If Retail Goes Bust, Fed Will Stay the Course

The sector's troubles are unlikely to shock financial markets the way the energy bust did.

Retail pain will be local.

Photographer: Getty Images

The Federal Reserve's anticipated interest rate increase on Wednesday is in some ways a recognition that the energy sector has stabilized after its collapse in 2014 and 2015, and no longer represents a drag on the economy or markets. While the impact of that collapse on the U.S. economy was limited and concentrated to a handful of geographic regions, it had a tremendous impact on much of the data the Federal Reserve uses to make monetary policy decisions. As retail executives warn of the possibility of accelerating store closures, do not expect that sector's downturn to have a similar impact on the Fed's actions. 

What made the energy bust so difficult for the Fed to interpret is how much it impacted market signals that, taken in isolation, can imply serious problems. Crude oil's fall from over $100 per barrel to a low of $26 per barrel had a significant impact on headline inflation, with consumer price inflation growth spending much of 2015 around zero. While the Fed's inflation target is based on core inflation rather than headline inflation, low levels of headline inflation impacted investor psychology and inflation expectations. During the decline in the price of oil, the 10-year treasury yield fell 100 basis points to an early 2016 low of 1.66 percent.

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Credit markets were impacted by problems in the energy sector. During the fracking boom, oil producers issued a lot of bonds and borrowed from banks to finance drilling activities. Those bonds sold off as the price of oil fell, and the high levels of energy debt issuance during the boom years gave energy debt an outsized weighting in overall high yield credit indices. Bank stocks sold off sharply as investors worried that their loans tied to the energy sector would go bad. Emerging market assets, many tied to economies in commodity-producing countries, fell as well. Financial conditions tightened.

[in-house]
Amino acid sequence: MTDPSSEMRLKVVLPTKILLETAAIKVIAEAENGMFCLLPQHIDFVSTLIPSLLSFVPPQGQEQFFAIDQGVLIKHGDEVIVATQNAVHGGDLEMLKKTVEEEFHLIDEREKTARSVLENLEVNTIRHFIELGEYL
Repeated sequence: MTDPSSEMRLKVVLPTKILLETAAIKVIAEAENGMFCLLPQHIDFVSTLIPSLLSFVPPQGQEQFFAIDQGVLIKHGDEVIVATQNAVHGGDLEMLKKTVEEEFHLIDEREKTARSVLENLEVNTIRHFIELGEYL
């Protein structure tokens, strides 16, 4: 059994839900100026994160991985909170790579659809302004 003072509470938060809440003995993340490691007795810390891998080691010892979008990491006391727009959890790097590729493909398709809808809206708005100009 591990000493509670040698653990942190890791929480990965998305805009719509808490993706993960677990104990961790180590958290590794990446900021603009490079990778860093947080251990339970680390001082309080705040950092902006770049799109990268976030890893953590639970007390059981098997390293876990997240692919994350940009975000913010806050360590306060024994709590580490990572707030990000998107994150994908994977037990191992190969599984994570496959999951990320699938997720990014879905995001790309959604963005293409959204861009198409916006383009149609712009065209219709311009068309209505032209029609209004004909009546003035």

The decline in drilling activity impacted the whole industrial supply chain. Industrial production fell on a year-over-year basis, and the ISM Manufacturing Index fell below 50, indicating contraction. In the past, these two occurrences had always meant recession. 

The impact of all of this on the Fed's policy decisions in 2015 and 2016 was dramatic. At the end of 2014, the Fed's "dot plot" showed that the median estimate for the Fed Funds target rate at the end of 2016 was 2.5 percent, implying at least nine hikes of 0.25 percent in 2015 and 2016. Instead, we got two hikes. Even though U.S. economic data was steady in those two years, the combination of the fall in headline inflation and interest rates, the widening of credit spreads, troubles in emerging markets, tightening of financial conditions, and weakness in the industrial sector was too much to ignore. 

Even if the next two years results in the largest number of retail store closures in the history of this country, it's unlikely to derail Fed tightening in the same way that the energy bust did. This is despite the fact that department stores alone employ 6.5 times as many employees, 1.3 million, as oil and gas extraction industries did at their 2014 peak of 200,000.

On a broad economy or financial markets basis, the retail sector just doesn't have the transmission mechanism that the energy sector did. Banks don't own tens of billions of dollars worth of retail loans like they did with energy loans. Troubled retailers like J.C. Penney and Sears may have a few hundred thousand employees, but combined they have less than $10 billion in debt. Even for an industry in structural decline, a wave of closures of unprofitable stores frees up sales for remaining troubled retailers to capture for awhile. Not all of that buying power will go to online retailers like Amazon, at least not immediately.

While hundreds of thousands of retail employees could be at risk, at the moment the economy is well-positioned to absorb them. Some can go into a similar client-facing role in the restaurant industry. Others can go work for "the competition," at a fulfillment center like Amazon operates or in package delivery. The health-care and construction industries both need workers, and with a little training many retail employees can probably shift occupations. Given the part-time and seasonal nature of much retail employment, some employees may choose to drop out of the labor force, and hence not be captured by the economic data. A decrease in the number of low-paid part-time retail workers may perversely show up in the economic data as an increase in average wages for remaining workers.

The physical retail industry may be in an existential crisis, and an accelerating pace of interest rate increases is unlikely to help matters. But a retail bust is unlikely to provide a negative shock to financial markets or aggregate economic data the way the energy bust did, and its pain, while significant, will probably be contained to communities with shuttered storefronts and darkened malls.

This column does not necessarily reflect the opinion of the editorial board or Bloomberg LP and its owners.

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    Conor Sen at

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